But there’s something about a simple, elegant cake with nothing more than a cup of tea or coffee on the side.
By incorporating chunks of apple, the whole thing is loaded with flavor and kept moist without the need for a glaze or frosting.
If you’re going to take the time to make croissant dough, I highly recommend making pain au chocolat with at least half of the batch.
Croissants are a wonderful pastry, and the buttery goodness is perfect alone or filled with something sweet or savory.
But a pain au chocolat is just so decadent!
Make sure you use the best quality dark chocolate you can find. The cheaper stuff won’t melt the same.
And after all that effort, you don’t want them ruined with sub-par chocolate.
I love that the French unapologetically eat bread and pastries every day.
We should be able to enjoy our food without feeling guilty, right?
And it’s simple recipes like this that allow you to incorporate the beautiful flavors of a buttery pastry with a decent serving of veggies.
Mushrooms have such an earthy flavor and are only enhanced by the cheese!
Looking for a dish to impress with?
This lovely, light soufflé makes for the perfect starter to any meal.
Of course, the soufflé is notoriously fickle, so be sure to thoroughly read the instructions and have everything ready before you start.
Another day, another delicious potato dish!
Naturally, these are made ultra-indulgent by the copious amounts of butter needed.
These are best made in an oven-proof skillet so that the flavors stay put, and you can move from the stovetop to the oven easily.
If you’ve ever made choux pastry, chances are it was for cream puffs or eclairs.
But you haven’t lived until you’ve tried a savory version.
This has cheese right in with the batter and will puff up to make the lightest little cheesy bites ever.
Serve with some bacon, cheddar, and chive cream cheese dip for something extra special.
Quiche is such a fantastic dish.
It can be served alone as a simple and tasty, light meal.
You can make it more substantial with a salad or side of potatoes, and it’s delicious both hot and cold.
For that French feeling, be sure to use smoked ham and Gruyère cheese.
It’s not normal to have leftover croissants in my house. They go fast, and I’m lucky to get just one!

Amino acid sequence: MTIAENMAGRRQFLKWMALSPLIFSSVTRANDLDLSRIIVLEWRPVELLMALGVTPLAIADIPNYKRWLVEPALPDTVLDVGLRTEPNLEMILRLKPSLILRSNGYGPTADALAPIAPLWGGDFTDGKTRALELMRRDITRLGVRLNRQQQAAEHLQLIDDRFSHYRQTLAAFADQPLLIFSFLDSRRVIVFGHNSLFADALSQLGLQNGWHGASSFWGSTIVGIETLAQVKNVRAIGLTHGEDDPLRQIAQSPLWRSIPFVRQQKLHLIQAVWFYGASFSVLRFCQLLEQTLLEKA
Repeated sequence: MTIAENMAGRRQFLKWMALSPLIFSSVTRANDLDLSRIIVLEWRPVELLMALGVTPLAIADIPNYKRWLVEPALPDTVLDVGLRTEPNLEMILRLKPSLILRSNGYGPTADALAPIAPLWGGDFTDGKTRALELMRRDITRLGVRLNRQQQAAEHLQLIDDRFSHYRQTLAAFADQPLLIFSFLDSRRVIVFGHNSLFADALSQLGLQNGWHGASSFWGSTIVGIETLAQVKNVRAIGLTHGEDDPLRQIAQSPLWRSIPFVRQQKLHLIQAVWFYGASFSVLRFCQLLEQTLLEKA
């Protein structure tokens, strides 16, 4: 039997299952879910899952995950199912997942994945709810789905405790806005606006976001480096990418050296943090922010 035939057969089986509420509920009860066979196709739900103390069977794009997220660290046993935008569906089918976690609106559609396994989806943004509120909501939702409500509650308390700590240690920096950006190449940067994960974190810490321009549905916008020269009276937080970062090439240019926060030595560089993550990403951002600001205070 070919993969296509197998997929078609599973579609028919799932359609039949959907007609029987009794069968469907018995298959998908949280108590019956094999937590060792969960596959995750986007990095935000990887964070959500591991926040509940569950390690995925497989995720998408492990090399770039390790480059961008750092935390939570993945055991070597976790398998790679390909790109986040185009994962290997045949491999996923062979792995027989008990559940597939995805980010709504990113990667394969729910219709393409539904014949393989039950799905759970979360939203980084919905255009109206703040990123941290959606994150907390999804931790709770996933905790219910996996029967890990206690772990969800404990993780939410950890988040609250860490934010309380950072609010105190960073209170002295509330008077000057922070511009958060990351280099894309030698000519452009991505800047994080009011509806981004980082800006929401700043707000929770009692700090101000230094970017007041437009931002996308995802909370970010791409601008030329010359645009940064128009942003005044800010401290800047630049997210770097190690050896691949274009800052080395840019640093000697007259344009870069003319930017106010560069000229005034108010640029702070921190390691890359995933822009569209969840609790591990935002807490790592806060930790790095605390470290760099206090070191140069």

But occasionally, we have some leftovers. I’ve even bought some on sale that are past their best.
Stale croissants aren’t quite the same, but they make a fantastic base for bread pudding.
All that extra butter leaves you with such a rich custard, and the top will crisp up perfectly during the bake.
These will be much lighter than any beignets you made have had.
Sure, Cafe du Monde does a fantastic job, and I’ve made my way through many plates of their liberally dusted beauties.
But these are something a little different, and not just because they’re round.
Eat them with some sugar on top, or fill with silky smooth pastry cream.
Brimming with veggies, this traditional dish is substantial enough to be served with some bread or a scoop of rice.
It also makes a colorful side to fish, chicken, beef, or pork.
I like the classic version, with eggplant, zucchini, and tomatoes, but you can change the veggies to your preference.
As you might expect, French hot chocolate is so much more indulgent than regular hot chocolate.
Rather than a weak mug of warm powdered chocolate and sugar, this is a heavenly concoction that is more like chocolate ganache in a cup.
Actually, that’s exactly what it is.
Creamy, thick, and totally sinful, this recipe is made using milk and cream with a whole lot of real chocolate.
It’s not for the faint at heart!
I much prefer the method for French macarons. There’s no boiling sugar syrup to worry about!
That being said, I’m sure you’ve heard they can be challenging to master.
But with a little practice, you will become a pro in no time! And it’s so worth it.
You’ll notice a lot of French dishes start the same way, with shallots, garlic, and wine. If it works, why change it?
The simple marinade will work its way into the thin chicken in just 15 minutes, and when cooked on the BBQ, it will be juicy and super flavorful.
Pairing it with arugula salad makes the whole thing pop.
We all love a good potato salad, but I often find myself holding back because I know how much mayonnaise usually goes into it.
This recipe is mayo-free but is still just as flavorful.
The combination of Dijon dressing with the selection of herbs is all you need for a lighter version of a BBQ classic.
This cocktail is the perfect choice for those who don’t have a blender or tray full of drink-making equipment.
It needs no shaking or fancy ingredients and can be made with the wine you have on hand.
Crème de cassis is so under-used but gives you such a lovely berry flavor that dresses up a simple glass of wine just right.
What makes brioche so unique? All that butter!
This enriched dough not only tastes richer but looks better, too.
The golden color is distinctly French and can be used for burger buns and sweet doughs alike.
I have to admit that when I learned how easy chocolate truffles are to make; I went a little truffle-mad.
It’s just chocolate and cream!
Making your ganache with a higher quantity of chocolate allows it to set into a silky smooth truffle that can be rolled with ease.
Keep the dish in the fridge while you’re working, and store your finished truffles in there, too!